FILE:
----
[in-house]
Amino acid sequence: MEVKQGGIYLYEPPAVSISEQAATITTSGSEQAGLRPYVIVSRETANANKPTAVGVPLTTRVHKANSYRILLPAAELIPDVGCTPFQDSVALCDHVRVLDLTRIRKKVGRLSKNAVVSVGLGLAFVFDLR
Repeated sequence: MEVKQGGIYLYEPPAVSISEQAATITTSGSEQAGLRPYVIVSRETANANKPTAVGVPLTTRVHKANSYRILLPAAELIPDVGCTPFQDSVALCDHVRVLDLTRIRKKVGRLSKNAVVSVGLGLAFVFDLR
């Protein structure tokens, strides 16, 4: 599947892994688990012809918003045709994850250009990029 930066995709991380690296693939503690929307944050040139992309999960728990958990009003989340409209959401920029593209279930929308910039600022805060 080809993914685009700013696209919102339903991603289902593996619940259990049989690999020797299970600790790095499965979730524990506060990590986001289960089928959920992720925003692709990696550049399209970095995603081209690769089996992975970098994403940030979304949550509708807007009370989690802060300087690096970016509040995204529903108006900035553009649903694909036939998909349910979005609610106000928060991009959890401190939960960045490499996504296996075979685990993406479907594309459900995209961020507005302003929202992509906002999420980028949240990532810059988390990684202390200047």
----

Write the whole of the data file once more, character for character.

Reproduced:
[in-house]
Amino acid sequence: MEVKQGGIYLYEPPAVSISEQAATITTSGSEQAGLRPYVIVSRETANANKPTAVGVPLTTRVHKANSYRILLPAAELIPDVGCTPFQDSVALCDHVRVLDLTRIRKKVGRLSKNAVVSVGLGLAFVFDLR
Repeated sequence: MEVKQGGIYLYEPPAVSISEQAATITTSGSEQAGLRPYVIVSRETANANKPTAVGVPLTTRVHKANSYRILLPAAELIPDVGCTPFQDSVALCDHVRVLDLTRIRKKVGRLSKNAVVSVGLGLAFVFDLR
């Protein structure tokens, strides 16, 4: 599947892994688990012809918003045709994850250009990029 930066995709991380690296693939503690929307944050040139992309999960728990958990009003989340409209959401920029593209279930929308910039600022805060 080809993914685009700013696209919102339903991603289902593996619940259990049989690999020797299970600790790095499965979730524990506060990590986001289960089928959920992720925003692709990696550049399209970095995603081209690769089996992975970098994403940030979304949550509708807007009370989690802060300087690096970016509040995204529903108006900035553009649903694909036939998909349910979005609610106000928060991009959890401190939960960045490499996504296996075979685990993406479907594309459900995209961020507005302003929202992509906002999420980028949240990532810059988390990684202390200047």